August 15, 2013 • In web :: Features
Web coding & Anxiety
Erica Lenti discusses her personal journey with anxiety and the benefits of web coding.
It feels as if there is an anchor weighing down on my chest.
It starts with a sharp pain, a hitch in my breath. And then the anxiety washes over me, consumes me completely. My chest tightens. My jaw clenches, as if it were wired shut. My fists ball up and my stomach churns. The room spins. My breathing is uneven, heavy. My entire body shakes.
I am in full-blown panic mode.
It always happens suddenly, always throws me off my guard. It usually comes after a long day of work, when the pressures of deadlines, homework, being a people-pleaser and aiming for perfection mount. Stress culminates and moves from inside of my head to my lungs, to the tips of my fingers, finally resting in the pit of my stomach.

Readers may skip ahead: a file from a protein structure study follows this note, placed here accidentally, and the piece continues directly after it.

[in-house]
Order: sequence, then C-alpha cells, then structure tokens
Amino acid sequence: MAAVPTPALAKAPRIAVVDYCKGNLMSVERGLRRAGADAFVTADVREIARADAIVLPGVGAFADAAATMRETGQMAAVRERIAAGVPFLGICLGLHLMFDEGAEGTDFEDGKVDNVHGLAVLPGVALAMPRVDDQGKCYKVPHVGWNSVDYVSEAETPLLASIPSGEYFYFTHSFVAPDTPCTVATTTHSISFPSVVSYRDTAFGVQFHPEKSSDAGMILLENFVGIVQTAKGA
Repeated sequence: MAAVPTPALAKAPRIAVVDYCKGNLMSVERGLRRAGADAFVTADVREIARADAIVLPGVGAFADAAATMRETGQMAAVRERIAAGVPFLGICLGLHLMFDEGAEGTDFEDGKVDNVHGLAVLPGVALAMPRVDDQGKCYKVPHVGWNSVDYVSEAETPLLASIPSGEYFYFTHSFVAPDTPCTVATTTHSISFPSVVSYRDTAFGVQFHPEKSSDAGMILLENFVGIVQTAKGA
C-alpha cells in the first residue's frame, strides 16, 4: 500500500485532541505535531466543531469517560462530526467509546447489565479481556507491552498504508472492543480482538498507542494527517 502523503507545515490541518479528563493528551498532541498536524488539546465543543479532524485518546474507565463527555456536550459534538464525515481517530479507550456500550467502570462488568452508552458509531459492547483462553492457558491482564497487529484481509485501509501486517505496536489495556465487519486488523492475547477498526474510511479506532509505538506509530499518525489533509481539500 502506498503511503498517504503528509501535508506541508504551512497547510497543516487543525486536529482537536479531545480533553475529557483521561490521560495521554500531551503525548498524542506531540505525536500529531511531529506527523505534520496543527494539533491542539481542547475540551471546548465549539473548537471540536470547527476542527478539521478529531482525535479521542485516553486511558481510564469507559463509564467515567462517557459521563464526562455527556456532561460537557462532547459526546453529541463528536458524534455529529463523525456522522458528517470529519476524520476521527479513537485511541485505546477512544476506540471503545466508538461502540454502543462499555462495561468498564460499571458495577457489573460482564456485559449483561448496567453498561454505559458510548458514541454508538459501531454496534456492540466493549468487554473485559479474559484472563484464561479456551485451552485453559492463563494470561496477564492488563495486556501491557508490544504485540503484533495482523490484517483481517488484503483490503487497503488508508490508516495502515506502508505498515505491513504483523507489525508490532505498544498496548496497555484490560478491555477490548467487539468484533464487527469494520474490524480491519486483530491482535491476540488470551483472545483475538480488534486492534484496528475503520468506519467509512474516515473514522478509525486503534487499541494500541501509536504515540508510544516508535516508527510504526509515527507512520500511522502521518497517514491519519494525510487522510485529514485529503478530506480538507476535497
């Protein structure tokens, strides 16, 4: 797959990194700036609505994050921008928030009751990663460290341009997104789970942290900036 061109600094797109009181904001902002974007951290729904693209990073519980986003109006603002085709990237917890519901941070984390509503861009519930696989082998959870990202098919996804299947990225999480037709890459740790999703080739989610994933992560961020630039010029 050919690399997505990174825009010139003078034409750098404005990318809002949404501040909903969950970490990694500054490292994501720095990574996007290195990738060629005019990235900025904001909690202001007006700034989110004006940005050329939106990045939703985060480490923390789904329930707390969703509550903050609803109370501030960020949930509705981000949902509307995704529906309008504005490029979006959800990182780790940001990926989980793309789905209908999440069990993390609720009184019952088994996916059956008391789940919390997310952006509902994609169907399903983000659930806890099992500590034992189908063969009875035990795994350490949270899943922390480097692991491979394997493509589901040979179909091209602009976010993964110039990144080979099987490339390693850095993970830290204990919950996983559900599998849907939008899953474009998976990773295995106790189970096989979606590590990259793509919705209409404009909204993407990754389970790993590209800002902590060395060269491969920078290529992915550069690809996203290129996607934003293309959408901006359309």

Everyone has their own suggestions to help me escape the anxiety: A therapist says relaxation methods – tensing all of my muscles and releasing my negative energy – will calm me. A former professor of mine swears by meditation. My doctor is quick to write me a prescription for the latest, greatest pick-me-up drug.
But there is usually only one fix that works for me.
I crack open the lid of my MacBook, find a quiet spot – usually, buried beneath the covers of my bed or on the floor in a blanket fort – and boot up Adobe Dreamweaver. I let my fingers glide along the now-worn, oil-stained keys of my laptop – and I code.
I don’t stop until my breathing is restored.
Indeed, it’s an unorthodox means of keeping my anxiety at bay. After all, self-identified cis women like me are in the minority: In 2010, women made up a mere 20 percent of programmers, and an even smaller 1.5 percent of open source developers in North America. For those who code for reasons beyond the technology, the numbers are even smaller.
Yet today, coding is an asset not only to fuel our society’s obsession with technology, but also to change our intrapersonal lives – one panic attack at a time.